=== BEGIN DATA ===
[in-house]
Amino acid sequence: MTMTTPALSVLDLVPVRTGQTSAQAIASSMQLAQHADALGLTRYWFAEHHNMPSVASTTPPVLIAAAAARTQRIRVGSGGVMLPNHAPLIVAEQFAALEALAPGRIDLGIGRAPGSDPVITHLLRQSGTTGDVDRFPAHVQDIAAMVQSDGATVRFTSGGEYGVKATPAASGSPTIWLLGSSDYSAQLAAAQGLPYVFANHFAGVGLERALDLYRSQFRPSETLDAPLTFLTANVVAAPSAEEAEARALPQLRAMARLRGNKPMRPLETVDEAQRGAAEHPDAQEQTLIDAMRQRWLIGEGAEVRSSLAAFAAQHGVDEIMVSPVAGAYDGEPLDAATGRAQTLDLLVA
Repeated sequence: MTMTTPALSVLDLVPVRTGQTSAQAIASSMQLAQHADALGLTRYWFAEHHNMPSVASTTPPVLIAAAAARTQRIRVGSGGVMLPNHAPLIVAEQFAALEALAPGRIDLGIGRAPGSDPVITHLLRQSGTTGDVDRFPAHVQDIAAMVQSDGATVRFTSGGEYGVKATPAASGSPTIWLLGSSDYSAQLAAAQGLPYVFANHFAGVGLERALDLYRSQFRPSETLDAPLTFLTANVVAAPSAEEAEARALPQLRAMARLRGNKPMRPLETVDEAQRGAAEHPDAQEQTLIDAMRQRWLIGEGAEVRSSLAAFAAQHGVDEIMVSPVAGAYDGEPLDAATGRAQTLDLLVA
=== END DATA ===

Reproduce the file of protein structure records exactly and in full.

[in-house]
Amino acid sequence: MTMTTPALSVLDLVPVRTGQTSAQAIASSMQLAQHADALGLTRYWFAEHHNMPSVASTTPPVLIAAAAARTQRIRVGSGGVMLPNHAPLIVAEQFAALEALAPGRIDLGIGRAPGSDPVITHLLRQSGTTGDVDRFPAHVQDIAAMVQSDGATVRFTSGGEYGVKATPAASGSPTIWLLGSSDYSAQLAAAQGLPYVFANHFAGVGLERALDLYRSQFRPSETLDAPLTFLTANVVAAPSAEEAEARALPQLRAMARLRGNKPMRPLETVDEAQRGAAEHPDAQEQTLIDAMRQRWLIGEGAEVRSSLAAFAAQHGVDEIMVSPVAGAYDGEPLDAATGRAQTLDLLVA
Repeated sequence: MTMTTPALSVLDLVPVRTGQTSAQAIASSMQLAQHADALGLTRYWFAEHHNMPSVASTTPPVLIAAAAARTQRIRVGSGGVMLPNHAPLIVAEQFAALEALAPGRIDLGIGRAPGSDPVITHLLRQSGTTGDVDRFPAHVQDIAAMVQSDGATVRFTSGGEYGVKATPAASGSPTIWLLGSSDYSAQLAAAQGLPYVFANHFAGVGLERALDLYRSQFRPSETLDAPLTFLTANVVAAPSAEEAEARALPQLRAMARLRGNKPMRPLETVDEAQRGAAEHPDAQEQTLIDAMRQRWLIGEGAEVRSSLAAFAAQHGVDEIMVSPVAGAYDGEPLDAATGRAQTLDLLVA